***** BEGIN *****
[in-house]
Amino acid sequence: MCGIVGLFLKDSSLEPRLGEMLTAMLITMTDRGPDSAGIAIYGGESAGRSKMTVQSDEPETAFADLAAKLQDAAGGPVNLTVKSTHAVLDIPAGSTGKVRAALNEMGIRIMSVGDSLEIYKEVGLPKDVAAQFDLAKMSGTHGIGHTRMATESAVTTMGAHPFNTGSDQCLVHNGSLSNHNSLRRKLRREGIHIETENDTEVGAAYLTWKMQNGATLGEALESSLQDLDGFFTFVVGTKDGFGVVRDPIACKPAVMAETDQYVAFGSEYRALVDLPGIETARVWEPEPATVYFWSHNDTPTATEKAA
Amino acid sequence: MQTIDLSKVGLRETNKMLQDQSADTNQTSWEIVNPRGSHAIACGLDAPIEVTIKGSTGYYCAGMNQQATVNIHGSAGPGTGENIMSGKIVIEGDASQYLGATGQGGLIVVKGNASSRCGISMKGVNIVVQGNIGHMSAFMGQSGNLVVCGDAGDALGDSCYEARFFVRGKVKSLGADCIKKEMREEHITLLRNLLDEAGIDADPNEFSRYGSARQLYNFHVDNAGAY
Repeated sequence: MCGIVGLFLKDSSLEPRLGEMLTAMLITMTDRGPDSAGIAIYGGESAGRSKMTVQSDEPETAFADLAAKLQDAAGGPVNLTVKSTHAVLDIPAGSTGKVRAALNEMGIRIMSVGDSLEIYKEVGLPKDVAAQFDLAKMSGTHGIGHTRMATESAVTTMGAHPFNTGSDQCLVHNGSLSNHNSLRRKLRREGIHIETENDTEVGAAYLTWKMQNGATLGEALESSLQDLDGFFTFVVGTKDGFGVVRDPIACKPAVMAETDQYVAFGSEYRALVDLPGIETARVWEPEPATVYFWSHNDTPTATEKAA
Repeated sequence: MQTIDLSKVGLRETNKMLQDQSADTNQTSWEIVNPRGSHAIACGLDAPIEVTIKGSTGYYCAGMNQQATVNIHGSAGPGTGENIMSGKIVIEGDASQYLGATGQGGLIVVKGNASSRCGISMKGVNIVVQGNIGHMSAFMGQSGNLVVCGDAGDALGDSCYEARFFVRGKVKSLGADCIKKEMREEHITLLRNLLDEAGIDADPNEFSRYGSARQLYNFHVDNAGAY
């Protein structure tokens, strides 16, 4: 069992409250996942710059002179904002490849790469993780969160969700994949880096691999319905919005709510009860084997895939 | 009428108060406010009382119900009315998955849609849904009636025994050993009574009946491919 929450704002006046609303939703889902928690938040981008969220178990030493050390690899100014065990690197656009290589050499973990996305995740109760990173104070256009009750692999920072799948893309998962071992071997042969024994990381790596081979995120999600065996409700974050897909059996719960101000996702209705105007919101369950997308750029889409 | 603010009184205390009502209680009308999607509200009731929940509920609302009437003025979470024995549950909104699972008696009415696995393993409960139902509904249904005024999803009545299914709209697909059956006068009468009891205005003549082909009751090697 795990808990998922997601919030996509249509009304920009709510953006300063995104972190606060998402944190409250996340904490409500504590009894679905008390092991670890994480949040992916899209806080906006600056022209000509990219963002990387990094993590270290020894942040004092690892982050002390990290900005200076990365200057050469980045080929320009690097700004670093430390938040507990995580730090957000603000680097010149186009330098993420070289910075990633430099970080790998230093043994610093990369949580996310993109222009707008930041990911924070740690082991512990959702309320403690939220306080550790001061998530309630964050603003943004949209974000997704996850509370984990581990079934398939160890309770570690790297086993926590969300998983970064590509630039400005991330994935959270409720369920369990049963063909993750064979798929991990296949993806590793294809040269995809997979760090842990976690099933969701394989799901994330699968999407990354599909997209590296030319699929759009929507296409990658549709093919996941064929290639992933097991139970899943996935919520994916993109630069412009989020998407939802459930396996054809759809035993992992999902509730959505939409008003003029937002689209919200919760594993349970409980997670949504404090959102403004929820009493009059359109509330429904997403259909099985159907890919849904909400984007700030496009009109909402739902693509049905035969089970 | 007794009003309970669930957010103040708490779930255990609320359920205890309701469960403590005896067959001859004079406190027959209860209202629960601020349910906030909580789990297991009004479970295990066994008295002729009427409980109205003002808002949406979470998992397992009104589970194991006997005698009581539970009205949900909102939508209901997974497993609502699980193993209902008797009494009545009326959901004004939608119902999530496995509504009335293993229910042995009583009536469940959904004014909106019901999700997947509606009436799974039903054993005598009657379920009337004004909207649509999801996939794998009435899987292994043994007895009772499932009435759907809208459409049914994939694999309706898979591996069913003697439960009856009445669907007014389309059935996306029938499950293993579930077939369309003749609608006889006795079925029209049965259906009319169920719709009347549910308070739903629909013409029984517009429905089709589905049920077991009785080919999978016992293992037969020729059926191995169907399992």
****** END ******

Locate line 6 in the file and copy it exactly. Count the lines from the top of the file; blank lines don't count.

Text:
């Protein structure tokens, strides 16, 4: 069992409250996942710059002179904002490849790469993780969160969700994949880096691999319905919005709510009860084997895939 | 009428108060406010009382119900009315998955849609849904009636025994050993009574009946491919 929450704002006046609303939703889902928690938040981008969220178990030493050390690899100014065990690197656009290589050499973990996305995740109760990173104070256009009750692999920072799948893309998962071992071997042969024994990381790596081979995120999600065996409700974050897909059996719960101000996702209705105007919101369950997308750029889409 | 603010009184205390009502209680009308999607509200009731929940509920609302009437003025979470024995549950909104699972008696009415696995393993409960139902509904249904005024999803009545299914709209697909059956006068009468009891205005003549082909009751090697 795990808990998922997601919030996509249509009304920009709510953006300063995104972190606060998402944190409250996340904490409500504590009894679905008390092991670890994480949040992916899209806080906006600056022209000509990219963002990387990094993590270290020894942040004092690892982050002390990290900005200076990365200057050469980045080929320009690097700004670093430390938040507990995580730090957000603000680097010149186009330098993420070289910075990633430099970080790998230093043994610093990369949580996310993109222009707008930041990911924070740690082991512990959702309320403690939220306080550790001061998530309630964050603003943004949209974000997704996850509370984990581990079934398939160890309770570690790297086993926590969300998983970064590509630039400005991330994935959270409720369920369990049963063909993750064979798929991990296949993806590793294809040269995809997979760090842990976690099933969701394989799901994330699968999407990354599909997209590296030319699929759009929507296409990658549709093919996941064929290639992933097991139970899943996935919520994916993109630069412009989020998407939802459930396996054809759809035993992992999902509730959505939409008003003029937002689209919200919760594993349970409980997670949504404090959102403004929820009493009059359109509330429904997403259909099985159907890919849904909400984007700030496009009109909402739902693509049905035969089970 | 007794009003309970669930957010103040708490779930255990609320359920205890309701469960403590005896067959001859004079406190027959209860209202629960601020349910906030909580789990297991009004479970295990066994008295002729009427409980109205003002808002949406979470998992397992009104589970194991006997005698009581539970009205949900909102939508209901997974497993609502699980193993209902008797009494009545009326959901004004939608119902999530496995509504009335293993229910042995009583009536469940959904004014909106019901999700997947509606009436799974039903054993005598009657379920009337004004909207649509999801996939794998009435899987292994043994007895009772499932009435759907809208459409049914994939694999309706898979591996069913003697439960009856009445669907007014389309059935996306029938499950293993579930077939369309003749609608006889006795079925029209049965259906009319169920719709009347549910308070739903629909013409029984517009429905089709589905049920077991009785080919999978016992293992037969020729059926191995169907399992």